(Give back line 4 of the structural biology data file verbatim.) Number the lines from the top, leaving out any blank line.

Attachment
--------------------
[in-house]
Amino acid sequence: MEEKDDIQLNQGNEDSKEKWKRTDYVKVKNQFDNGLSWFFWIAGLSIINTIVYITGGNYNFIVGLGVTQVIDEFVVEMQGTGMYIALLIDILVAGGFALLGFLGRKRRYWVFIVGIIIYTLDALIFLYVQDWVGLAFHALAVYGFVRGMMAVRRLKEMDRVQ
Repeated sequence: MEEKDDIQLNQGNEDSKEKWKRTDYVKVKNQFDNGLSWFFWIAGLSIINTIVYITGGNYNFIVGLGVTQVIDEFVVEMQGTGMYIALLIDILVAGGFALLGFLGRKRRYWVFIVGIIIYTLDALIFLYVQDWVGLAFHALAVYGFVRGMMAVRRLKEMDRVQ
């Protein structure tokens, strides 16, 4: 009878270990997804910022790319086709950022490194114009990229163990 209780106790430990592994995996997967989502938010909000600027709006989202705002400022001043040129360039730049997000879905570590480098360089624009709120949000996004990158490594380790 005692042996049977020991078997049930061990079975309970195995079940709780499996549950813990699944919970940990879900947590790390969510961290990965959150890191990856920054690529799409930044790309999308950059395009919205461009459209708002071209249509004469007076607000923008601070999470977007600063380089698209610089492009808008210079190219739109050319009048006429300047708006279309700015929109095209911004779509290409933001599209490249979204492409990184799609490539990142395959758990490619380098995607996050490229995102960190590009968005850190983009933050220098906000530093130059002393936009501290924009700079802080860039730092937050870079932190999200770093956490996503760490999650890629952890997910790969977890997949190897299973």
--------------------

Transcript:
């Protein structure tokens, strides 16, 4: 009878270990997804910022790319086709950022490194114009990229163990 209780106790430990592994995996997967989502938010909000600027709006989202705002400022001043040129360039730049997000879905570590480098360089624009709120949000996004990158490594380790 005692042996049977020991078997049930061990079975309970195995079940709780499996549950813990699944919970940990879900947590790390969510961290990965959150890191990856920054690529799409930044790309999308950059395009919205461009459209708002071209249509004469007076607000923008601070999470977007600063380089698209610089492009808008210079190219739109050319009048006429300047708006279309700015929109095209911004779509290409933001599209490249979204492409990184799609490539990142395959758990490619380098995607996050490229995102960190590009968005850190983009933050220098906000530093130059002393936009501290924009700079802080860039730092937050870079932190999200770093956490996503760490999650890629952890997910790969977890997949190897299973």